Written by: MacKenzie Hayman, Health Fitness Program Manager
In the most recent years, there has been a plethora of information published surrounding our immune system. These publications, in late, have surrounded the topic of vaccines and immunization. But these are only part of one of our three layers of immune health. All three layers work together, throughout our lives to protect us from illness and disease. The three main layers of immune health are innate immunity, adaptive immunity, and passive immunity.
The innate immune system is the immunity that everyone is born with. Skin is a major component of this system, with the main purpose of acting as a barrier to block germs from entering the body. The other layer that is often not mentioned is the passive immune system. The immunity of this system is borrowed and lasts only temporarily. A common example of this style immune system is the transfer of antibodies from a mother passed onto a child through breastmilk. And lastly, there is the adaptive immune system. This is the one that develops with us throughout our lives. This system adapts and grows as we are exposed to diseases or vaccinations.
Like with any system of production, there are ways to increase or aid in the efficiency and effectiveness of one’s immune system. To build the antibodies and defensive components, your immune system needs an abundance of proteins and vitamins. Other environmental factors that may affect the immune system are level of fatigue, level of stress, level of hydration, and nutritional diversity.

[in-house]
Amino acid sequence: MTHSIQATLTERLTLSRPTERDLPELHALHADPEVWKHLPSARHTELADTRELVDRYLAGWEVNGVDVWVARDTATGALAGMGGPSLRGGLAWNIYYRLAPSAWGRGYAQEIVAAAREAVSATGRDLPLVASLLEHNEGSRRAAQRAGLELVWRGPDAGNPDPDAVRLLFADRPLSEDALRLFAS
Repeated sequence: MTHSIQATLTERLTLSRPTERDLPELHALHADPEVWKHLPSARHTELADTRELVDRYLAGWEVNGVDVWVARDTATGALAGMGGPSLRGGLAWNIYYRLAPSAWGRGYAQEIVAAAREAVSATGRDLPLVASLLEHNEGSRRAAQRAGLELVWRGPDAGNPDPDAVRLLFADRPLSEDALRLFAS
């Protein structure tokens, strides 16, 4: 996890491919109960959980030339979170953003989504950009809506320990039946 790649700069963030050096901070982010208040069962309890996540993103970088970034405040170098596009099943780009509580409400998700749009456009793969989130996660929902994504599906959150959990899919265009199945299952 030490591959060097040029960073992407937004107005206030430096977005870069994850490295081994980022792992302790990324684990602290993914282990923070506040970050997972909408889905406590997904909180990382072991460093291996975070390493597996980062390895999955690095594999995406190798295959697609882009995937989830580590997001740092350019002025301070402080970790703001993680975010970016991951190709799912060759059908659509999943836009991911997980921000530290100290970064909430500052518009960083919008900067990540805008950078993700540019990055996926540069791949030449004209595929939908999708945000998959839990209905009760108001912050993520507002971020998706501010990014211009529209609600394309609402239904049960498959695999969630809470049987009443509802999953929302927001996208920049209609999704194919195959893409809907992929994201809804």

This month, our team is bringing you more important information on the components of your immune system and its health needs. Be sure to also check out best practices for a healthy work environment and our other helpful resources!
Want more? Click on the links below for more health and fit tips from CFW professionals.
Centers for Disease Control and Prevention. (2021, September 24). Types of immunity to a disease. Centers for Disease Control and Prevention. Retrieved February 7, 2022, from https://www.cdc.gov/vaccines/vac-gen/immunity-types.htm
Immune System. Immune system. (n.d.). Retrieved February 7, 2022, from https://www.austincc.edu/apreview/EmphasisItems/Inflammatoryresponse.html